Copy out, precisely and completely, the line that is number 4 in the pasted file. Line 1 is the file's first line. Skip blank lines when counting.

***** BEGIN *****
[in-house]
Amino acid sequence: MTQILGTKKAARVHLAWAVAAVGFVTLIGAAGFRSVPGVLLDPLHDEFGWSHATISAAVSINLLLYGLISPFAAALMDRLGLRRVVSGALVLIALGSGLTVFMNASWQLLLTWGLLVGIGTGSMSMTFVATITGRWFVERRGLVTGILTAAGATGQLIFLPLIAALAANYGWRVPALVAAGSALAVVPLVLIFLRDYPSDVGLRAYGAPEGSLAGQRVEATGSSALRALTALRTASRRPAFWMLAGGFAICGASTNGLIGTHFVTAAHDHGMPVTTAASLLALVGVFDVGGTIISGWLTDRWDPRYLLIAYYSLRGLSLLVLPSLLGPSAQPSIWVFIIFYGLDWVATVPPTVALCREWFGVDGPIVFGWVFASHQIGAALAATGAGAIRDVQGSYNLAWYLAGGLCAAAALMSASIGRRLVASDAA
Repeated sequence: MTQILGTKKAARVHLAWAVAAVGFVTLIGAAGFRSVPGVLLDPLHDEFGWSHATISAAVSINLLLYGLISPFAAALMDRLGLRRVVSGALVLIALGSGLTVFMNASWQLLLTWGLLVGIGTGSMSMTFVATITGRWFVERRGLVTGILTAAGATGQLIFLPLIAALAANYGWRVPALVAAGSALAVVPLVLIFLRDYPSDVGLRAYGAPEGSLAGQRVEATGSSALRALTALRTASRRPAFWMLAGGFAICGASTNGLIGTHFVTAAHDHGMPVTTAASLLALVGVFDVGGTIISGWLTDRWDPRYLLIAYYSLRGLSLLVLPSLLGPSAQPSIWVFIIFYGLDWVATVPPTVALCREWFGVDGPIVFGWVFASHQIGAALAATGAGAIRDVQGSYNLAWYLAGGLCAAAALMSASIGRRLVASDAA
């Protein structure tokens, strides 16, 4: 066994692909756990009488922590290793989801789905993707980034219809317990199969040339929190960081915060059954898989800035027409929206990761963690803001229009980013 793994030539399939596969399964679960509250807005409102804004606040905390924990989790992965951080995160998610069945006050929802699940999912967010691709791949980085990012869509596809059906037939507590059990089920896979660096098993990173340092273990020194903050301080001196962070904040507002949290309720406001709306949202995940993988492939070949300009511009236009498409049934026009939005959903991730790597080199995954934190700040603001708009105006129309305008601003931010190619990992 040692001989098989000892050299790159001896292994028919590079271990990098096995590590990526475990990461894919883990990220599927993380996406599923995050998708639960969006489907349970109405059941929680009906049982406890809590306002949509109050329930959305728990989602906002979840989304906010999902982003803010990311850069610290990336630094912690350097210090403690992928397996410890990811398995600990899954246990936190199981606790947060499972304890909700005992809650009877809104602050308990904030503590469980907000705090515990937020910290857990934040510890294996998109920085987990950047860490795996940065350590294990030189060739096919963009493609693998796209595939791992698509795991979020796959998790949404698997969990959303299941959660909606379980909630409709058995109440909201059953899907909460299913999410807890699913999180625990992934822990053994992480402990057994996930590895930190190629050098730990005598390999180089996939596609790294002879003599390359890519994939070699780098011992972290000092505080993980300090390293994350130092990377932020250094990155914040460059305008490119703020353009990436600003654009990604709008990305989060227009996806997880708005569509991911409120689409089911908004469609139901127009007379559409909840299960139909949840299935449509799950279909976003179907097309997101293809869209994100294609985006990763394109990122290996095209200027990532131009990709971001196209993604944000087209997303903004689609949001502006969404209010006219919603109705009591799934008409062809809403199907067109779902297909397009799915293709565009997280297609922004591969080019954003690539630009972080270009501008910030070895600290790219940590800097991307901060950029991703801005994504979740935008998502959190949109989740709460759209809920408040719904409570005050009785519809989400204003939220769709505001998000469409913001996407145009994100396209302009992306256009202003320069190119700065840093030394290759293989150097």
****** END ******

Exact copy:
């Protein structure tokens, strides 16, 4: 066994692909756990009488922590290793989801789905993707980034219809317990199969040339929190960081915060059954898989800035027409929206990761963690803001229009980013 793994030539399939596969399964679960509250807005409102804004606040905390924990989790992965951080995160998610069945006050929802699940999912967010691709791949980085990012869509596809059906037939507590059990089920896979660096098993990173340092273990020194903050301080001196962070904040507002949290309720406001709306949202995940993988492939070949300009511009236009498409049934026009939005959903991730790597080199995954934190700040603001708009105006129309305008601003931010190619990992 040692001989098989000892050299790159001896292994028919590079271990990098096995590590990526475990990461894919883990990220599927993380996406599923995050998708639960969006489907349970109405059941929680009906049982406890809590306002949509109050329930959305728990989602906002979840989304906010999902982003803010990311850069610290990336630094912690350097210090403690992928397996410890990811398995600990899954246990936190199981606790947060499972304890909700005992809650009877809104602050308990904030503590469980907000705090515990937020910290857990934040510890294996998109920085987990950047860490795996940065350590294990030189060739096919963009493609693998796209595939791992698509795991979020796959998790949404698997969990959303299941959660909606379980909630409709058995109440909201059953899907909460299913999410807890699913999180625990992934822990053994992480402990057994996930590895930190190629050098730990005598390999180089996939596609790294002879003599390359890519994939070699780098011992972290000092505080993980300090390293994350130092990377932020250094990155914040460059305008490119703020353009990436600003654009990604709008990305989060227009996806997880708005569509991911409120689409089911908004469609139901127009007379559409909840299960139909949840299935449509799950279909976003179907097309997101293809869209994100294609985006990763394109990122290996095209200027990532131009990709971001196209993604944000087209997303903004689609949001502006969404209010006219919603109705009591799934008409062809809403199907067109779902297909397009799915293709565009997280297609922004591969080019954003690539630009972080270009501008910030070895600290790219940590800097991307901060950029991703801005994504979740935008998502959190949109989740709460759209809920408040719904409570005050009785519809989400204003939220769709505001998000469409913001996407145009994100396209302009992306256009202003320069190119700065840093030394290759293989150097």